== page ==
Nerve growth factor (NGF) is essential for the survival and functional maintenance of forebrain cholinergic neurons projecting mainly to the cortex and hippocampus. NGF is produced in these brain areas but while mature NGF (mNGF) has a survival/differentiative effect its precursor proNGF elicits apoptosis in cholinergic neurons. Impaired neurotransmission, loss of cholinergic phenotype and abnormal NGF content characterize the cholinergic circuitries in animal models of diabetic encephalopathy (DE). It is not known whether defective production or maturation of NGF could play a key role in cholinergic neurodegeneration in DE. Quantification of the mNGF/proNGF ratio is therefore needed to characterize the development and progression of NGF-related neuronal diseases. In our work, we aimed at developing ELISA methods to measure either mNGF or proNGF tissue concentration; and to define the mNGF/proNGF ratio in the rat cortex and hippocampus during the early stage of streptozotocin-induced type 1 diabetes. Using commercially available NGF ELISA kits and antibodies, we set up ELISAs for human and rat mNGF and proNGF. We then analyzed the mNGF/proNGF ratio in the cortex and hippocampus of DE rats and found that it decreased in both tissues starting from the fourth week after diabetes induction. In diabetic brain the increase in proNGF involves accumulation of the isoforms with molecular weights of 50 and 34kDa. Our study for the first time specifically quantifies the absolute content of mature and proNGF and the mNGF/proNGF ratio in brain tissues, suggesting that early progression of experimental DE is characterized by defective maturation of NGF.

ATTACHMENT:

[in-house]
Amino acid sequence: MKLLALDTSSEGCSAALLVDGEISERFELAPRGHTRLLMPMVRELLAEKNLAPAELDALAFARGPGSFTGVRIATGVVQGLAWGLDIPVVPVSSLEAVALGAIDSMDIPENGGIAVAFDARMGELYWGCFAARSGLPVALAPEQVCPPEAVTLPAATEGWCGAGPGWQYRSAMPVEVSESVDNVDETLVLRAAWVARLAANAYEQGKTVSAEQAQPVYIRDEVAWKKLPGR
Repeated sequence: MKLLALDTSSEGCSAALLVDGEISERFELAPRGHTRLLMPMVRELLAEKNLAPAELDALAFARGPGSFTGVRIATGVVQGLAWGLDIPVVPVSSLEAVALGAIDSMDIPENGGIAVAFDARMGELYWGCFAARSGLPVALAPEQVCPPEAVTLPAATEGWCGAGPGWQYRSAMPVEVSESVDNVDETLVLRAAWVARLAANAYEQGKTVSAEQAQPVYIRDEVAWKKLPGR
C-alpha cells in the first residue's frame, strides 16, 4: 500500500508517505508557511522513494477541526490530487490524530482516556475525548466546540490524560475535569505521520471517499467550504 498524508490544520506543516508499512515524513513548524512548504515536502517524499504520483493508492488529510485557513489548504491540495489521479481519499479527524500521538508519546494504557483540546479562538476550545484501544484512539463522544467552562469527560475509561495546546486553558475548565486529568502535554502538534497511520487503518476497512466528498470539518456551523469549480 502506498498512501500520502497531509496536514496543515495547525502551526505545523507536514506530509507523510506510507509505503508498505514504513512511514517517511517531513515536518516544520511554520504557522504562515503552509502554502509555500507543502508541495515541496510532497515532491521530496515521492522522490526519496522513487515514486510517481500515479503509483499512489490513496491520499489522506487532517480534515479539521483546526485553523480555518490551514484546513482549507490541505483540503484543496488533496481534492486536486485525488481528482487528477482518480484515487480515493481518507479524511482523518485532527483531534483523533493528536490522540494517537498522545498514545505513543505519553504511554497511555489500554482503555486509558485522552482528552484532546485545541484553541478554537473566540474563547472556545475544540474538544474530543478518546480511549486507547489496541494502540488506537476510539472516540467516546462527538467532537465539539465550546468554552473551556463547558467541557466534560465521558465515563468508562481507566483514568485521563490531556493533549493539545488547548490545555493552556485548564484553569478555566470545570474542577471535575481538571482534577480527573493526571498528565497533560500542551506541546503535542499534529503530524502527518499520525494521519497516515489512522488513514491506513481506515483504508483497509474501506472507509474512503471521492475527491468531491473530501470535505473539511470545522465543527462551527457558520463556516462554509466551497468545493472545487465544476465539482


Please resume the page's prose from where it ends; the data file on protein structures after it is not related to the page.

Brain Research – Elsevier
Published: Oct 22, 2015
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